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    Aug 25, 2022    |   Camille Labrie

Conflict and Complementarity

MBTI® Step I Exercise

2 minute read
Written by Shawn Bakker, Psychologist

Conflict in teams often occurs between people with different processes for information-gathering (Sensing or Intuition) and decision-making (Thinking or Feeling). This exercise helps team members uncover hidden type biases, and also recognize the value of opposites. While this exercise works especially well for the S-N and T-F preferences, it can also be used with any preference pair.


Draw the table below on a flipchart and get some answers from the group. Be aware of S-N or T-F preferences within the group but there is no need to divide the group.

How does S see N?



How does N see S?



How does S need N?



How does N need S?



  • Allow hidden type biases to be revealed in the ‘see’ sections. For example, ask Sensing types “On a day when you were feeling uncharitable, how would you describe people with a preference for Intuition?” and vice versa.
  • Help draw out the value of the opposites in the ‘need’ sections.
  • Do the same for T-F and, if you want, for E-I and J-P preferences.

Debrief – You may get the following types of responses:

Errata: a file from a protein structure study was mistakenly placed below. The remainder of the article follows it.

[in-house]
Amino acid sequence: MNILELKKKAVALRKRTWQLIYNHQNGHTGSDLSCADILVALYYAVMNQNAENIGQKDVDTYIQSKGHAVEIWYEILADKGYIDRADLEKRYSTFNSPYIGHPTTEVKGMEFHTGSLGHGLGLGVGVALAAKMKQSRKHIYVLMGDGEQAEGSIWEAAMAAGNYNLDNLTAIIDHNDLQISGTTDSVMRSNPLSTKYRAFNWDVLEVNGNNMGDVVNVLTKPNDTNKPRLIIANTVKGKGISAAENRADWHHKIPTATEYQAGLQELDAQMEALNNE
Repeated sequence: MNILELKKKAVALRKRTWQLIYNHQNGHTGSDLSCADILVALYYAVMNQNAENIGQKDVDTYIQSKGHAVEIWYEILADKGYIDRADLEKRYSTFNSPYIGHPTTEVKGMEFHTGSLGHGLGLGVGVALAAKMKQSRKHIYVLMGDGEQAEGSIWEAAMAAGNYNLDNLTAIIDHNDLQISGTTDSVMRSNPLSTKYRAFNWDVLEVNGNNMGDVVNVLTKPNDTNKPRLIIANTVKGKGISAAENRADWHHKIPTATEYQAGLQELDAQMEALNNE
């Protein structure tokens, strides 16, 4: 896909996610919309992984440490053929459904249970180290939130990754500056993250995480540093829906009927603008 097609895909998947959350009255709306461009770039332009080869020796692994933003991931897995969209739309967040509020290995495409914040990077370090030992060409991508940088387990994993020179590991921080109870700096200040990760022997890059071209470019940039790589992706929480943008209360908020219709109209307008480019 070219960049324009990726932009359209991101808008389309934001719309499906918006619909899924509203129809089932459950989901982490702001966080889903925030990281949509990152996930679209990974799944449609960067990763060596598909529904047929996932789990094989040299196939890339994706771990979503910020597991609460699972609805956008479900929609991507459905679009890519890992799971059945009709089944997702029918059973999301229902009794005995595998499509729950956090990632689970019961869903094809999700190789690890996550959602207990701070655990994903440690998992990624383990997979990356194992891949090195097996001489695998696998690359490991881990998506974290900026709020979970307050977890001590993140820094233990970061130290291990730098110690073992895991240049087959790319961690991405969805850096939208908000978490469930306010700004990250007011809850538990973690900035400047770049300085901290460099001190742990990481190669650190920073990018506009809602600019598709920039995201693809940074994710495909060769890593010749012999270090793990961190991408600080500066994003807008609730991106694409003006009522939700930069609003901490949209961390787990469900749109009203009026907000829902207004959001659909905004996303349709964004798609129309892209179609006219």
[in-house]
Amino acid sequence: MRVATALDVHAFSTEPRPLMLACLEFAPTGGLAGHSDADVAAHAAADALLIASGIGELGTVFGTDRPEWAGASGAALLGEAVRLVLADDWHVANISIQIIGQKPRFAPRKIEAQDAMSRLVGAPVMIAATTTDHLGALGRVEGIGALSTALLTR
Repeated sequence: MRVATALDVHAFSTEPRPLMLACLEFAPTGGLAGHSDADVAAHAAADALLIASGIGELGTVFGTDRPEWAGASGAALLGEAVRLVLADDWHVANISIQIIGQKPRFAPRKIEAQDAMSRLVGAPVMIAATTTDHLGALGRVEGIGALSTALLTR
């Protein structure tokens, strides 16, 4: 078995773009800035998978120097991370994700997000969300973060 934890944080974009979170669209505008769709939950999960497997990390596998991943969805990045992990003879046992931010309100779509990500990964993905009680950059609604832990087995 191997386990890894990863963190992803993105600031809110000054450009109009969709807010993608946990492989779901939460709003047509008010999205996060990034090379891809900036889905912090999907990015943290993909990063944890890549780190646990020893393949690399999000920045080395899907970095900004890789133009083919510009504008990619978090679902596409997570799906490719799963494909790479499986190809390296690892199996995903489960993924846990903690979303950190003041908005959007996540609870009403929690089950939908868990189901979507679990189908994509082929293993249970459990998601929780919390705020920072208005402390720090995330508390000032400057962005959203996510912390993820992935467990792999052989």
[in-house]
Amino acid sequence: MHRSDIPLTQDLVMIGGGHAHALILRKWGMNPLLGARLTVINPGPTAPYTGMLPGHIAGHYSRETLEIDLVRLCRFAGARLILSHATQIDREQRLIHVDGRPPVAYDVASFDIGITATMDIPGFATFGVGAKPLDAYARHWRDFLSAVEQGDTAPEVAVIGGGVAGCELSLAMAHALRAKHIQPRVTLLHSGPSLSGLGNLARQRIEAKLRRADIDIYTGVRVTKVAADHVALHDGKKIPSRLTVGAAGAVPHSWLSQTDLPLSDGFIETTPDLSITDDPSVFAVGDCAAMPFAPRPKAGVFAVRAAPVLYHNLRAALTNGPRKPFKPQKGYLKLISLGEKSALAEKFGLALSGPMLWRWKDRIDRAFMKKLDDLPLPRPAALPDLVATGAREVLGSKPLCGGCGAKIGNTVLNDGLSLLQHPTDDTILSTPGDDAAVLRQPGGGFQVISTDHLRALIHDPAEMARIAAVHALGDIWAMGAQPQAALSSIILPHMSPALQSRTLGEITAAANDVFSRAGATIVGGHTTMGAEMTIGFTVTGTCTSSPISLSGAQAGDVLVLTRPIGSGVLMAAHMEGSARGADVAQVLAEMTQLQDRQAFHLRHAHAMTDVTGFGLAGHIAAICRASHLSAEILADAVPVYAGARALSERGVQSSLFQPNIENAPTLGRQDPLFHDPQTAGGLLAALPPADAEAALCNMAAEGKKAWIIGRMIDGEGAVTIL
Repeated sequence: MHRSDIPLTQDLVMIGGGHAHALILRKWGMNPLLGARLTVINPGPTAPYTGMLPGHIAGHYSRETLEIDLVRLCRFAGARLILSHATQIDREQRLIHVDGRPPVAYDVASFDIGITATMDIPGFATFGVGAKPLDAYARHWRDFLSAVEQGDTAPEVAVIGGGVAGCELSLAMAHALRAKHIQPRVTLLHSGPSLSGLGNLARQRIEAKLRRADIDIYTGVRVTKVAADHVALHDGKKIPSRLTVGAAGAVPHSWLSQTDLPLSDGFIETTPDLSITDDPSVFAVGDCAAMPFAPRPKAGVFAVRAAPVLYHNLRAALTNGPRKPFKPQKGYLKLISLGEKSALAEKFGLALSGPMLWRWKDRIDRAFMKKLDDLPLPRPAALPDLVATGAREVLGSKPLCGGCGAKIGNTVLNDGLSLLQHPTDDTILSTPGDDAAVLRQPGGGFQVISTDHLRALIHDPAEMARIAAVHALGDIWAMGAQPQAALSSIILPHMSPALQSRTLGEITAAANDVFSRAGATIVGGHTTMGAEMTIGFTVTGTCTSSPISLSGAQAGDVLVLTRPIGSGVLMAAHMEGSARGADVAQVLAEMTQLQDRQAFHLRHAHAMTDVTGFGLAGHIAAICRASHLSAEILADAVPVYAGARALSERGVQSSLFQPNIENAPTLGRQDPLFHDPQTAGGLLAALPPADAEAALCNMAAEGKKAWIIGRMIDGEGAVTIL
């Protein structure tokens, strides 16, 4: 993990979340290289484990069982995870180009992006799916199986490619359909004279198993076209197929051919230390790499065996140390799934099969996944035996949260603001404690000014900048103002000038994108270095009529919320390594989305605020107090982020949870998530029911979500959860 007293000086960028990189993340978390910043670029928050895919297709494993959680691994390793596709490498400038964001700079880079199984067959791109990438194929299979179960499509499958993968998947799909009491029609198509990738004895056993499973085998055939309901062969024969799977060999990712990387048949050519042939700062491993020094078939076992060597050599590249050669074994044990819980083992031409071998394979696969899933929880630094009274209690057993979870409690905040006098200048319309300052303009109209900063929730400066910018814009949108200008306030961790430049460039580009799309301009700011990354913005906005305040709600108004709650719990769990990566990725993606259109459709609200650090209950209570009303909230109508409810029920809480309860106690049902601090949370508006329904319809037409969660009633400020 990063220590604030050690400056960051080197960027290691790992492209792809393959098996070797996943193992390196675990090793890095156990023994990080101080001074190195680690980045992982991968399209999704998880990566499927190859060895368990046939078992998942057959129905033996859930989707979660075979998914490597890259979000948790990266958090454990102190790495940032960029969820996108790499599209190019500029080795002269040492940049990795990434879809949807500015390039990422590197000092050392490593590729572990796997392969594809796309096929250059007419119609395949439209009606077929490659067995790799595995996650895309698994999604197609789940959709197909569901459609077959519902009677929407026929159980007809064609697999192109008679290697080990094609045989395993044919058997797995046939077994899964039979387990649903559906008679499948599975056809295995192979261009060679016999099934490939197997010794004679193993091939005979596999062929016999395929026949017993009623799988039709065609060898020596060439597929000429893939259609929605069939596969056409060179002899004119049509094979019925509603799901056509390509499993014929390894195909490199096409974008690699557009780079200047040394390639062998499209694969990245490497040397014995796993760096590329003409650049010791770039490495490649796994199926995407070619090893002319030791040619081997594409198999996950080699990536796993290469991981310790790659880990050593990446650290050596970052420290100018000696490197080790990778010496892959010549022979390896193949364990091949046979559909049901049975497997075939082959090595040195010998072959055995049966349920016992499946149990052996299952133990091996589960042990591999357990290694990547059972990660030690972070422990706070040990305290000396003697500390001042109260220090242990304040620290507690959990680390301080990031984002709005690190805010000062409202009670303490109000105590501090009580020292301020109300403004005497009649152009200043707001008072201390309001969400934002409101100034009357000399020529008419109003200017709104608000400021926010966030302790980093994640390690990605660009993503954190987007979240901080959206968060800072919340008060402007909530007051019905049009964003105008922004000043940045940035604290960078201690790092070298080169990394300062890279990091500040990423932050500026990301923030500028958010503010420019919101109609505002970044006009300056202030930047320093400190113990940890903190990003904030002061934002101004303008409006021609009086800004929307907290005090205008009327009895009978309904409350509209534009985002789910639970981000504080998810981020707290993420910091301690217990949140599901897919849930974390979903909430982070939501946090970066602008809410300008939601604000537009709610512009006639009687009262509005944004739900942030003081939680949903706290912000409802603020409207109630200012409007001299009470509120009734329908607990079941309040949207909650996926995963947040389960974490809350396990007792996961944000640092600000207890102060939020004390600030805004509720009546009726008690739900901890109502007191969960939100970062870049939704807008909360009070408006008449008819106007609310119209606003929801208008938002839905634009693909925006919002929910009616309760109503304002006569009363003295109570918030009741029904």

Conflictual View

Complementary View

  • S sees N: vague and impractical; difficult to follow
  • S needs N: to envision the future; to offer radical ideas
  • N sees S: nit-picking; pessimistic
  • N needs S: to remind them of the facts; to be realistic
  • T sees F: illogical; overly emotional
  • T needs F: to be in touch with feelings; to persuade and reconcile
  • F sees T: critical, cold and insensitive
  • F needs T: to be tough; to weigh costs and benefits
  • E sees I: withdrawn; inaccessible
  • E needs I: for reflection; to build depth of understanding
  • I sees E: superficial; intrusive
  • I needs E: to make contacts; to take action
  • J sees P: disorganized; irresponsible
  • J needs P: for adaptability; for information gathering
  • P sees J: rigid and inflexible; overly serious
  • P needs J: for organization; for completion




While we prefer to use one of the processes, both are important and accessible to us. Conclude by asking team members the following questions:

  • What will you do differently in the future to work more effectively your colleagues?
  • How can this team make sure it is covering all the bases of S-N-T-F?
  • What new behaviours will you use to address the gaps in your preferred approach?
Filed under: Conflict